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The molecular basis of ATM-dependent dimerization of the Mdc1 DNA damage checkpoint mediator


Jungmichel, Stephanie; Clapperton, Julie A; Lloyd, Janette; Hari, Flurina J; Spycher, Christoph; Pavic, Lucijana; Li, Jiejin; Haire, Lesley F; Bonalli, Mario; Larsen, Dorthe H; Lukas, Claudia; Lukas, Jiri; MacMillan, Derek; Nielsen, Michael L; Stucki, Manuel; Smerdon, Stephen J (2012). The molecular basis of ATM-dependent dimerization of the Mdc1 DNA damage checkpoint mediator. Nucleic Acids Research, 40(9):3913-3928.

Abstract

Mdc1 is a large modular phosphoprotein scaffold that maintains signaling and repair complexes at double-stranded DNA break sites. Mdc1 is anchored to damaged chromatin through interaction of its C-terminal BRCT-repeat domain with the tail of γH2AX following DNA damage, but the role of the N-terminal forkhead-associated (FHA) domain remains unclear. We show that a major binding target of the Mdc1 FHA domain is a previously unidentified DNA damage and ATM-dependent phosphorylation site near the N-terminus of Mdc1 itself. Binding to this motif stabilizes a weak self-association of the FHA domain to form a tight dimer. X-ray structures of free and complexed Mdc1 FHA domain reveal a 'head-to-tail' dimerization mechanism that is closely related to that seen in pre-activated forms of the Chk2 DNA damage kinase, and which both positively and negatively influences Mdc1 FHA domain-mediated interactions in human cells prior to and following DNA damage.

Abstract

Mdc1 is a large modular phosphoprotein scaffold that maintains signaling and repair complexes at double-stranded DNA break sites. Mdc1 is anchored to damaged chromatin through interaction of its C-terminal BRCT-repeat domain with the tail of γH2AX following DNA damage, but the role of the N-terminal forkhead-associated (FHA) domain remains unclear. We show that a major binding target of the Mdc1 FHA domain is a previously unidentified DNA damage and ATM-dependent phosphorylation site near the N-terminus of Mdc1 itself. Binding to this motif stabilizes a weak self-association of the FHA domain to form a tight dimer. X-ray structures of free and complexed Mdc1 FHA domain reveal a 'head-to-tail' dimerization mechanism that is closely related to that seen in pre-activated forms of the Chk2 DNA damage kinase, and which both positively and negatively influences Mdc1 FHA domain-mediated interactions in human cells prior to and following DNA damage.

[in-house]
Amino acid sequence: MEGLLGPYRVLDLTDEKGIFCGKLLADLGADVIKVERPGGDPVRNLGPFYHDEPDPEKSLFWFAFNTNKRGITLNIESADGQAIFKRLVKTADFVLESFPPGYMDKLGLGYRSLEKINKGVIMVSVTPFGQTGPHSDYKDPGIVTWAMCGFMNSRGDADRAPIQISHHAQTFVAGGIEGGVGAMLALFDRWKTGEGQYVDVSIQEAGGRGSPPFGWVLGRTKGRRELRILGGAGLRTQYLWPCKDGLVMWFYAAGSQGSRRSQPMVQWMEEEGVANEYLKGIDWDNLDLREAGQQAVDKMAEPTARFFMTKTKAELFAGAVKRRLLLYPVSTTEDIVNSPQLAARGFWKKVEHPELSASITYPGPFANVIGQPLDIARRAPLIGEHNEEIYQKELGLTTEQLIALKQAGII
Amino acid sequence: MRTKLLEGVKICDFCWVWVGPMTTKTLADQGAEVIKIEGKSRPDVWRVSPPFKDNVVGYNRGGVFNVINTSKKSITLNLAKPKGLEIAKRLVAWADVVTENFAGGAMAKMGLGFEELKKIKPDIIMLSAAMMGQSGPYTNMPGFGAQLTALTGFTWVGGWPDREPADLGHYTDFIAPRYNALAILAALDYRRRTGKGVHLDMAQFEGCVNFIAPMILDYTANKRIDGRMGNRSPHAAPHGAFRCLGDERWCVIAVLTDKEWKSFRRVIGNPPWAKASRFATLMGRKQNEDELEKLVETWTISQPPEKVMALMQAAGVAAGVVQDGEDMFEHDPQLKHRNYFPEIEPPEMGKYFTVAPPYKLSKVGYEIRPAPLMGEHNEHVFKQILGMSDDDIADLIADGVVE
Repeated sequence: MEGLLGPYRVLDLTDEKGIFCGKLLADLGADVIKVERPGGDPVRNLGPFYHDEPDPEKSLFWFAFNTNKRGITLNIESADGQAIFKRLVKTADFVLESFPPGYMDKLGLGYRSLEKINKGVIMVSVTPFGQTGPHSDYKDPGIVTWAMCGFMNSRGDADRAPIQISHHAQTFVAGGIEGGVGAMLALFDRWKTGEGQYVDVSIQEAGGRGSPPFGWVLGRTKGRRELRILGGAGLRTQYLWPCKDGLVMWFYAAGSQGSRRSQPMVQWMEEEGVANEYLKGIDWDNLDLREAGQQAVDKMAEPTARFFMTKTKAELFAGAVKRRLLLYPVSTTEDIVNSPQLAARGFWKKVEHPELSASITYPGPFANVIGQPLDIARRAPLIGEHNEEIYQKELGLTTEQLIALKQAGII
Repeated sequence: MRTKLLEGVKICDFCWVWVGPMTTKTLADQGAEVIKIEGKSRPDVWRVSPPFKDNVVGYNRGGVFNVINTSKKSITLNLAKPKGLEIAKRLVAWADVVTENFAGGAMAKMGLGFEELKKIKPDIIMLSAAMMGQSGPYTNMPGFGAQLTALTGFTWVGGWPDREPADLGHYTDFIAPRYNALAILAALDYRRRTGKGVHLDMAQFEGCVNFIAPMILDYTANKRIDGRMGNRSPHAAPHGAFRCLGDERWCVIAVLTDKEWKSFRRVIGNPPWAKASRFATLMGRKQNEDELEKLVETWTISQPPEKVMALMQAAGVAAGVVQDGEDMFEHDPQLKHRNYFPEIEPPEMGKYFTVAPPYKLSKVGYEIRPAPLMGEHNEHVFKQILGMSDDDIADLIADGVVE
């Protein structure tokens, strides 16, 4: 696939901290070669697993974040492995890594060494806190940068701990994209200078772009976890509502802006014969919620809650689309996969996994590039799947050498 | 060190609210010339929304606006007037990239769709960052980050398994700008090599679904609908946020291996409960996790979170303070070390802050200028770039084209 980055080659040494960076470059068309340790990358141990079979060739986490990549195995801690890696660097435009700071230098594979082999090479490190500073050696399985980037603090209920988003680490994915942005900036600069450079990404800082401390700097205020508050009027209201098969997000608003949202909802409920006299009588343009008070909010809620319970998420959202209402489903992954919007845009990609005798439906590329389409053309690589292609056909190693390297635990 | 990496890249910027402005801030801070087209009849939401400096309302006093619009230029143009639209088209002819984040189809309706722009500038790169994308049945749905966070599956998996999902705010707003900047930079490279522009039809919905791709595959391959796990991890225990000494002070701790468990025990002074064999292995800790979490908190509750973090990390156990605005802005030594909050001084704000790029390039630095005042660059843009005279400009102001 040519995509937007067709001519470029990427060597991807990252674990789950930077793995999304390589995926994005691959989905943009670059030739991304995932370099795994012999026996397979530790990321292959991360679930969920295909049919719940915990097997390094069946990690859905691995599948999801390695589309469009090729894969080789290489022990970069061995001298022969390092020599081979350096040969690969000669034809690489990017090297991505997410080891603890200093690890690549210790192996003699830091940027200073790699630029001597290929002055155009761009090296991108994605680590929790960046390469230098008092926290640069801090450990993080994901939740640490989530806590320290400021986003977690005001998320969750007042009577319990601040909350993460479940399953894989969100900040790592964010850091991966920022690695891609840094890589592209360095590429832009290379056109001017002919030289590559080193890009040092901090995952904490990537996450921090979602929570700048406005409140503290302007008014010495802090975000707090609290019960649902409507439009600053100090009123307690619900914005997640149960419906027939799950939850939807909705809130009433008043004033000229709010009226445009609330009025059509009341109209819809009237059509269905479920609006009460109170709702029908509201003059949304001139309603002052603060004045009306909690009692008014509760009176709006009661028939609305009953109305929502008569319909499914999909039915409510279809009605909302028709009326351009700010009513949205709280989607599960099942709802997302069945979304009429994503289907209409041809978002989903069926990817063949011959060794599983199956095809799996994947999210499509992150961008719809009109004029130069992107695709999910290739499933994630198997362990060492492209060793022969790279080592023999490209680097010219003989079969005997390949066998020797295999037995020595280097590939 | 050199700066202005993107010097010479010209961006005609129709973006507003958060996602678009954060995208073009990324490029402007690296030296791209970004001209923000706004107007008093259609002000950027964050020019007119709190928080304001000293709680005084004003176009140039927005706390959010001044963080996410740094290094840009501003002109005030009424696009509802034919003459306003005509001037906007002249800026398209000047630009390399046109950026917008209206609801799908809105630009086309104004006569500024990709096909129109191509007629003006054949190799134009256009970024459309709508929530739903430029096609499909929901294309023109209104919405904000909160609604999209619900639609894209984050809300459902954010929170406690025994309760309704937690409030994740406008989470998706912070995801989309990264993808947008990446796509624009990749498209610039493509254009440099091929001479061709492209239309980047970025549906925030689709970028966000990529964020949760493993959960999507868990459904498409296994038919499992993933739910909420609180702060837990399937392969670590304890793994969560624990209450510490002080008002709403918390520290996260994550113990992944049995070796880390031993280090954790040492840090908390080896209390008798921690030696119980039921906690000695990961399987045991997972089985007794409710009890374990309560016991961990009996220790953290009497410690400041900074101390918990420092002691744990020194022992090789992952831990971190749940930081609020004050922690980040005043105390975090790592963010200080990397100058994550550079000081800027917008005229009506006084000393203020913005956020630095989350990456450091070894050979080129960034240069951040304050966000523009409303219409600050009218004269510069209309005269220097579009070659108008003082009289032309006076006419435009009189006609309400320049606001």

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Additional indexing

Item Type:Journal Article, refereed, original work
Communities & Collections:04 Faculty of Medicine > University Hospital Zurich > Clinic for Gynecology
Dewey Decimal Classification:610 Medicine & health
Language:English
Date:2012
Deposited On:26 Feb 2013 09:28
Last Modified:17 Feb 2018 01:18
Publisher:Oxford University Press
ISSN:0305-1048
OA Status:Gold
Free access at:PubMed ID. An embargo period may apply.
Publisher DOI:https://doi.org/10.1093/nar/gkr1300
PubMed ID:22234878

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